$2m is a $60-80k/ yr withdrawal rate. That may be more than enough..... or may be nowhere near the individual's goal.

We have no idea the individual's circumstance..... that would be nowhere near my end goal to where I'd stuff it in negative yielding TIPS
Curious...how did you calculate "$2m is a $60-80k/ yr withdrawal rate" without knowing the person's age? Without taking into account inflation and assuming no yield, isn't a $60k withdrawal rate for $2 mil good for 33 years (cuz 2mil/60k=33.33)? If we're allowing the person to live to 100, then the person is 67? (Of course, we're not taking into account the negative yields on TIPS, nor taxes).
Yeah... that would be the rate on a balanced portfolio.... certainly not an all TIPS portfolio.
Independent George
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Re: Sitting on a bunch of cash; what to do with it if I believe we're headed for SPX 1800 and protracted recession?

Post by Independent George »

rascott wrote: Tue Jun 09, 2020 10:52 am
Robot Monster wrote: Tue Jun 09, 2020 10:27 am
rascott wrote: Tue Jun 09, 2020 8:20 am
Independent George wrote: Mon Jun 08, 2020 3:50 pm
Carol88888 wrote: Mon Jun 08, 2020 3:21 pm I just skimmed many of the answers and I didn't see any from the person who poised the question on what they decided to do. Maybe he/she hasn't decided yet in which case a great buying opportunity was missed.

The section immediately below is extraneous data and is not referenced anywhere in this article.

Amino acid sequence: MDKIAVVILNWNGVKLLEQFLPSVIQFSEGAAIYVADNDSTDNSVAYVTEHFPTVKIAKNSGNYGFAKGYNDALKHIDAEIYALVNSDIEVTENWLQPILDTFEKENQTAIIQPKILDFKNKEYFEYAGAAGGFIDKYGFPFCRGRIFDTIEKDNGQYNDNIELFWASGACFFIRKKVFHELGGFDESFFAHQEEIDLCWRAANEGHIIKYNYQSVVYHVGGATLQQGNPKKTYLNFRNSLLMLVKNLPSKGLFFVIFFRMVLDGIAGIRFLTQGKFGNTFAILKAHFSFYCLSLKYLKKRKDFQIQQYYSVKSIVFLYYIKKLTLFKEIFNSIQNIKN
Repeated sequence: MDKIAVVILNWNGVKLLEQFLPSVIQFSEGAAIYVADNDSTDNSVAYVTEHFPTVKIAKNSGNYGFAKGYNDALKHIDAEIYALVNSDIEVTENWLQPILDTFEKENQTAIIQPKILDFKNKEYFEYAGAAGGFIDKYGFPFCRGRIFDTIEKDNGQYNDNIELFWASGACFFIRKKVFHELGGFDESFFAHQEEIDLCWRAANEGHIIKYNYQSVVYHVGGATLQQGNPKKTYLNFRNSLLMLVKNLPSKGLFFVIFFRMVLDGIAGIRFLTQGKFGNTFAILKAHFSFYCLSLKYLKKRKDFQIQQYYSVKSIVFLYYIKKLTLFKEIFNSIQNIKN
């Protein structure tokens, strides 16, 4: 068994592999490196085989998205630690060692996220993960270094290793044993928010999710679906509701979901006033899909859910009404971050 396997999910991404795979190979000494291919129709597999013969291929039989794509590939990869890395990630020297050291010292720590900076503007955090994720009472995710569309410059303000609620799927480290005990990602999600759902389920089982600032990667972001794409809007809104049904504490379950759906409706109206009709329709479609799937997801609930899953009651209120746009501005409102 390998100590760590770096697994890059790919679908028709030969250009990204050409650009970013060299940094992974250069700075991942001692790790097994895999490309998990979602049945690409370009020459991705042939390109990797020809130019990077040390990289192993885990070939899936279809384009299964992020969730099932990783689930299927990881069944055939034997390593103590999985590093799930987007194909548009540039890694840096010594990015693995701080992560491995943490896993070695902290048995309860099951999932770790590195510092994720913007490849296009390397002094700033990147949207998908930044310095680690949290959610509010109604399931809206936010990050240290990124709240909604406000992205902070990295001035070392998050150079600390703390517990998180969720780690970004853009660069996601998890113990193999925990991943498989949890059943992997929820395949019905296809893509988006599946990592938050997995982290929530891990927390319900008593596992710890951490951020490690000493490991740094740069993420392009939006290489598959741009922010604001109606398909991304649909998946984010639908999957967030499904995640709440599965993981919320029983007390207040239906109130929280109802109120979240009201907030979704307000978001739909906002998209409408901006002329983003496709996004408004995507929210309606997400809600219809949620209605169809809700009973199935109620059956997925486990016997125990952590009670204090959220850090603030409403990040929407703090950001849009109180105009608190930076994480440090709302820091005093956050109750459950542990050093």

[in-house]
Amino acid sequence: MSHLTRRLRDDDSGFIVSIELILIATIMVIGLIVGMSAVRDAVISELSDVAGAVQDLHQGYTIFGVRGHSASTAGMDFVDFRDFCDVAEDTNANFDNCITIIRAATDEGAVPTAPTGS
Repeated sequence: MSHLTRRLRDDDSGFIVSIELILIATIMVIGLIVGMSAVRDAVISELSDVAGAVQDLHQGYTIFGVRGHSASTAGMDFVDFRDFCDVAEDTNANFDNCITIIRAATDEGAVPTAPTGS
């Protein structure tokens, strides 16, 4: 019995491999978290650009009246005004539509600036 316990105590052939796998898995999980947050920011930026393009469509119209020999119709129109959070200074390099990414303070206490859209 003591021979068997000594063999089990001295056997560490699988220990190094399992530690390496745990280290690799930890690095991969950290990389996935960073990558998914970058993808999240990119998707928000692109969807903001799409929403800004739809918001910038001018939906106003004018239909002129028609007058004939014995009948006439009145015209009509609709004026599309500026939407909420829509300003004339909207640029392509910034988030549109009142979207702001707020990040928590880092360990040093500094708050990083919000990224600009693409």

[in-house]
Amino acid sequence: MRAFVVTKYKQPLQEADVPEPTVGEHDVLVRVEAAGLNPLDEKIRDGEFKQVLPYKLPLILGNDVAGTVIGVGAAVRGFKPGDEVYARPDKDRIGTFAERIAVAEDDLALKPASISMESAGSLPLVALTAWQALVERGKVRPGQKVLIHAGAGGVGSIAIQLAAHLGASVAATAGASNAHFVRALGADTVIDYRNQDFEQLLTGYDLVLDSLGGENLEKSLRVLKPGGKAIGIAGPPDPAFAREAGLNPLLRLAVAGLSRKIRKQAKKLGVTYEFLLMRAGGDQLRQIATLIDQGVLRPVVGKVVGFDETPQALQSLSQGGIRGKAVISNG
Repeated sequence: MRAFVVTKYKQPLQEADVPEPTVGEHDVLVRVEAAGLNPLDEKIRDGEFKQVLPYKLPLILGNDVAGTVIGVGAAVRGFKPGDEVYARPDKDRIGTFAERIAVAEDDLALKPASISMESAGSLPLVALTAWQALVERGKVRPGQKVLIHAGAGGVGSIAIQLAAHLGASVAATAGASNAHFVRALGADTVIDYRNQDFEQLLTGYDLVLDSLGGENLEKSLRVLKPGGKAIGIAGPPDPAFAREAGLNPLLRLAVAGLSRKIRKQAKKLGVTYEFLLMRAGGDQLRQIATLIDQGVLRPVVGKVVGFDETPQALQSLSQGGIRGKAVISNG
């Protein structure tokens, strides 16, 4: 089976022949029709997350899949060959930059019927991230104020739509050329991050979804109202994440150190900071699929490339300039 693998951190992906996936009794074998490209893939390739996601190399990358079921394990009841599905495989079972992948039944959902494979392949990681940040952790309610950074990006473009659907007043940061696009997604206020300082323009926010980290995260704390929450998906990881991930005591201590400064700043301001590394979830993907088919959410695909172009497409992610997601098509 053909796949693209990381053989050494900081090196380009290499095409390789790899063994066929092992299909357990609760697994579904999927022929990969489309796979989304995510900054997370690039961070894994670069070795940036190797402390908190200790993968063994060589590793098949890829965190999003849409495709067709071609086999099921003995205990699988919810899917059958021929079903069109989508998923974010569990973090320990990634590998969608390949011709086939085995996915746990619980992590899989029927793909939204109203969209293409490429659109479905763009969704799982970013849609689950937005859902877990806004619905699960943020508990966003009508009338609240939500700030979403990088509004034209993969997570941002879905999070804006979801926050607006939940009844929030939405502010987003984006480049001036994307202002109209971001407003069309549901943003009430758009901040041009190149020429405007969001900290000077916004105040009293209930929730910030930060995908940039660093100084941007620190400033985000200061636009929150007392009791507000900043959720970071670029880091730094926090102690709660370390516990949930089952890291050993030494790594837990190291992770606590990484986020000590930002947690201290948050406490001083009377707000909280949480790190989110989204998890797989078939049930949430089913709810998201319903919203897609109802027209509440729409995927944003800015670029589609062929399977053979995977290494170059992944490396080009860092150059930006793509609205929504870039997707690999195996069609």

I should talk. I am sitting on about 2 million more in cash than I would like. Not because I market timed ( well, maybe a little ) but because I sold out of individual stock positions with the intention of adding to my portfolio of index funds. Only I didn't.

It's devilish hard to pull the trigger when the market keeps going up and up and you are on the side. I hope the questioner has had a better experience than I have.
With $2M in cash, there's really no need to invest in stocks anymore. You could comfortably stick it in a TIPS ladder and be happy. Alternatively, you could also go 100% stocks on the assumption that a 50% crash still leaves you a millionaire. Possessing that level of assets buys you an awful lot of freedom to manage your money however you wish and still be fine no matter what happens.

For everyone else, risk is something you have to live with, and it turns out that a great many people really didn't know what their true risk tolerance was. It's why on the rare occasions someone asks me what their AA should be, I typically recommend 60/40 even though I personally plan to remain at 90/10 for some time yet. I know through experience that I can tolerate such risks, but most people can't.
$2m is a $60-80k/ yr withdrawal rate. That may be more than enough..... or may be nowhere near the individual's goal.

We have no idea the individual's circumstance..... that would be nowhere near my end goal to where I'd stuff it in negative yielding TIPS
Curious...how did you calculate "$2m is a $60-80k/ yr withdrawal rate" without knowing the person's age? Without taking into account inflation and assuming no yield, isn't a $60k withdrawal rate for $2 mil good for 33 years (cuz 2mil/60k=33.33)? If we're allowing the person to live to 100, then the person is 67? (Of course, we're not taking into account the negative yields on TIPS, nor taxes).
Yeah... that would be the rate on a balanced portfolio.... certainly not an all TIPS portfolio.
But it's also operating on the assumption that you're living entirely on the $2M with no other income for the rest of your life, which seems unlikely. No, a 30 year-old with 2M in TIPS couldn't live off of it in perpetuity - but they could easily hold it in reserve until retirement while not saving another dime over the next 40 years.